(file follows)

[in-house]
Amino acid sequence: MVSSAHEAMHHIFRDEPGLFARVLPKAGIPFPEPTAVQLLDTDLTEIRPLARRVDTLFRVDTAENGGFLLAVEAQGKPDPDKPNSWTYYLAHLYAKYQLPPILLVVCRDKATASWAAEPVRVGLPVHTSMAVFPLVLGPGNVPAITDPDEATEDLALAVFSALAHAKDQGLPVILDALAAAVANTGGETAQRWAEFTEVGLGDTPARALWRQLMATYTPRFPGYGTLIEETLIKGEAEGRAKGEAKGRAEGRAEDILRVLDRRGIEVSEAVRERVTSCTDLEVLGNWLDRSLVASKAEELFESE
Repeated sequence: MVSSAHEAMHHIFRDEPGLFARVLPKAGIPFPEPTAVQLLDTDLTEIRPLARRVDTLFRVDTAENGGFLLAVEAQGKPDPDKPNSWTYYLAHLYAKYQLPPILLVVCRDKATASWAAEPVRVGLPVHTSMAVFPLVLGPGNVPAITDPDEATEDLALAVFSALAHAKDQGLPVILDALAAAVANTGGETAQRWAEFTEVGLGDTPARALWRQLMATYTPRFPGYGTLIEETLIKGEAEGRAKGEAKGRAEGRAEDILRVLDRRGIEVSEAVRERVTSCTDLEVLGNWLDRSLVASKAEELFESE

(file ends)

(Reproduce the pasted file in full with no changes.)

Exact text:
[in-house]
Amino acid sequence: MVSSAHEAMHHIFRDEPGLFARVLPKAGIPFPEPTAVQLLDTDLTEIRPLARRVDTLFRVDTAENGGFLLAVEAQGKPDPDKPNSWTYYLAHLYAKYQLPPILLVVCRDKATASWAAEPVRVGLPVHTSMAVFPLVLGPGNVPAITDPDEATEDLALAVFSALAHAKDQGLPVILDALAAAVANTGGETAQRWAEFTEVGLGDTPARALWRQLMATYTPRFPGYGTLIEETLIKGEAEGRAKGEAKGRAEGRAEDILRVLDRRGIEVSEAVRERVTSCTDLEVLGNWLDRSLVASKAEELFESE
Repeated sequence: MVSSAHEAMHHIFRDEPGLFARVLPKAGIPFPEPTAVQLLDTDLTEIRPLARRVDTLFRVDTAENGGFLLAVEAQGKPDPDKPNSWTYYLAHLYAKYQLPPILLVVCRDKATASWAAEPVRVGLPVHTSMAVFPLVLGPGNVPAITDPDEATEDLALAVFSALAHAKDQGLPVILDALAAAVANTGGETAQRWAEFTEVGLGDTPARALWRQLMATYTPRFPGYGTLIEETLIKGEAEGRAKGEAKGRAEGRAEDILRVLDRRGIEVSEAVRERVTSCTDLEVLGNWLDRSLVASKAEELFESE